The pedometer according to example embodiments of the present invention, and the method according to example embodiments of the present invention for counting steps, have the advantage, as compared with the existing art, that an adaptation of the predefined step length to the measured average elevation change is performed for each step, i.e. in variable fashion, if the measured average elevation change per step, in particular with reference to a specific sub-route, changes significantly. This enables a more accurate determination of routes traveled on foot on the basis of pedometers.
  • [0004]
    In general, a person varies the length of his or her steps when walking. The step length depends in particular on the elevation being negotiated with each step while walking. For example, a person usually automatically shortens the length of his or her steps when walking outdoors uphill or downhill. The step length becomes considerably shorter especially when climbing or descending stairs. This results in an erroneous calculation of routes traveled on foot if the calculation is based on the number of steps and assumes an unadapted step length. It is advantageous that a relatively flexible adaptation of the step length is possible as a function of the profile of the route traveled. For example, even in the case of a sequence of positive and negative elevation changes that add up to a total elevation change of zero, an adaptation of step lengths to the respective positive or negative slope can be performed.
  • [0005]
    Especially when ascertaining the length of routes traveled in buildings, in which stairs need to be repeatedly climbed and described, a higher accuracy as compared with conventional systems can thereby be achieved. If the calculated routes traveled are to be used, for example, for dead reckoning, it is advantageous, in particular inside buildings, tunnels, and subway stations, to be able to make an accurate determination of routes traveled on the basis of step length, since a position correction based on GPS signals, which is usually performed in the context of dead reckoning, is not possible in locations with poor or insufficient GPS reception. Dead reckoning of this kind may be necessary, for example, for location-based services.
  • [0006]
    According to example embodiments, provision is made that for a measured average elevation change per step of zero, the variable step length has a value corresponding to the predefined step length, which value is referred to hereinafter as a “maximum value”; and that the variable step length becomes increasingly shorter as the absolute value of the measured average elevation change per step becomes greater. This means that on a level route (i.e. no measured average elevation change, or the measured average elevation change per step is equal to zero), the variable step length is allocated to a maximum value. The allocated value of the variable step length decreases as the absolute value of the measured average elevation change per step increases. A particularly accurate route calculation thereby becomes possible.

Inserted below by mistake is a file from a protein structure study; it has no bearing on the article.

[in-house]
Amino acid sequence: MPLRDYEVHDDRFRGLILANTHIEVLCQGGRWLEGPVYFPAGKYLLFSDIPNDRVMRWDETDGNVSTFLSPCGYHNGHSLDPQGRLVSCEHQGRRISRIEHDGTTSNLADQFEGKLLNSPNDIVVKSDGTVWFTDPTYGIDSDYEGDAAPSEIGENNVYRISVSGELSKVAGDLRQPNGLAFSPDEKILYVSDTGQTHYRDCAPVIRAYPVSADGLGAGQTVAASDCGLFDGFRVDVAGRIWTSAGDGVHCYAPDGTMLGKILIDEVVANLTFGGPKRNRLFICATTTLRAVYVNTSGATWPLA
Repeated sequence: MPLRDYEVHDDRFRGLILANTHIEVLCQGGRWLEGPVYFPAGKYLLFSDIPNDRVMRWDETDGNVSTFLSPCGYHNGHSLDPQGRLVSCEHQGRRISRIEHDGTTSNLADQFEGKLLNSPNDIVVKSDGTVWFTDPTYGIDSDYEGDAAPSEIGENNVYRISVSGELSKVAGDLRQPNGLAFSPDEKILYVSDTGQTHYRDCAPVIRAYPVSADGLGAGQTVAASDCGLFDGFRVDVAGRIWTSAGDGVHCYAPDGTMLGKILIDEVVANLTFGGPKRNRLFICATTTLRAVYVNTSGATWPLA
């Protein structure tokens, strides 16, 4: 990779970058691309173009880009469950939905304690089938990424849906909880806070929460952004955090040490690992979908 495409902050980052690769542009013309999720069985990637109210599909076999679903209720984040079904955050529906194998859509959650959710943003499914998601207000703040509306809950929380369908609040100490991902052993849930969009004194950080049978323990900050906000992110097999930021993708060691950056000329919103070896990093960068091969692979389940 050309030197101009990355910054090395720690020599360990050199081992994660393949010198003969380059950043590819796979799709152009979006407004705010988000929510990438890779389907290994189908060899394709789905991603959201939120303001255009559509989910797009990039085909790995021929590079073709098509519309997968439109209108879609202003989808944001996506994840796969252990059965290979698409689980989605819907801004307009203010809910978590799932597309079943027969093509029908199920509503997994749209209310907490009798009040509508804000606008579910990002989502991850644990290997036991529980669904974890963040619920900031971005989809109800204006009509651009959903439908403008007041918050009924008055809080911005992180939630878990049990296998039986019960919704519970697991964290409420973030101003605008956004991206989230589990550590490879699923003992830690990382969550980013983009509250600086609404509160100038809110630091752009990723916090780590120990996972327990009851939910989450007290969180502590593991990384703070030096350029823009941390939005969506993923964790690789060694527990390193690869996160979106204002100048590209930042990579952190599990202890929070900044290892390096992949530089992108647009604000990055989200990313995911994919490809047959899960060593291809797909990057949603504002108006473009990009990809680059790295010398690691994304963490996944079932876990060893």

• [0007]
    According to example embodiments, provision is made that the predefined step length is in a range from 50 cm to 100 cm, particularly preferably in a range from 60 cm to 80 cm, and very particularly preferably is 70 cm.
  • [0008]
    According to example embodiments, provision is made that the variable step length is zero when the absolute value of the measured average elevation change per step is greater than a predefined upper elevation change per step, the predefined upper elevation change per step being in a range from 25 cm to 35 cm, particularly preferably in a range from 27 cm to 30 cm, and very particularly preferably being 28 cm. This likewise makes it possible to improve the calculation of routes. Because the average height of a stair riser in buildings is approximately 14 cm, a step in which, for example, two stair risers are climbed or descended at once can still be classified as walking on a upward or downward slope. For greater elevation changes per step, on the other hand, a special instance must be assumed, for example climbing or descending a ladder.
  • [0009]
    According to example embodiments, provision is made that the evaluation unit is configured for averaging of the pressure signals over a time interval, the length of the time interval being equal to 1 to 10 seconds, preferably 2 to 6 seconds, and particularly preferably 3 to 4 seconds. This averaging is effected in order to reduce errors when measuring the average elevation change per step, which errors can occur as a result of movements of a user of the pedometer or because of interference with the pressure sensor signal.
  • [0010]
    According to example embodiments, provision is made that in a first region of the measured average elevation per step starting from zero up to a predefined threshold value, the variable step length is the predefined step length, i.e. corresponds to the maximum value; and that in a second region starting from a first threshold step length, the variable step length decreases as the absolute value of the measured average elevation change per step increases, the threshold value being in a range from 4 cm to 12 cm per step, preferably in a range from 6 cm to 10 cm per step, and particularly preferably being 8 cm per step, and the first threshold step length being preferably in a range from 35 cm to 60 cm and particularly preferably in a range from 40 cm to 58 cm. This threshold value is provided in addition to the time averaging of the pressure signal in order to compensate for interference with the signal of the pressure sensor.
  • [0011]
    A further aspect hereof is a method for determining the length of a route traveled on foot, a number of steps being ascertained on the basis of the acceleration signals of an acceleration sensor, and a change in geographic elevation being ascertained on the basis of the pressure signals of a pressure sensor. An adaptation of the step length to the measured average elevation change per step enables a more accurate determination of the length of the route traveled than in conventional arrangements.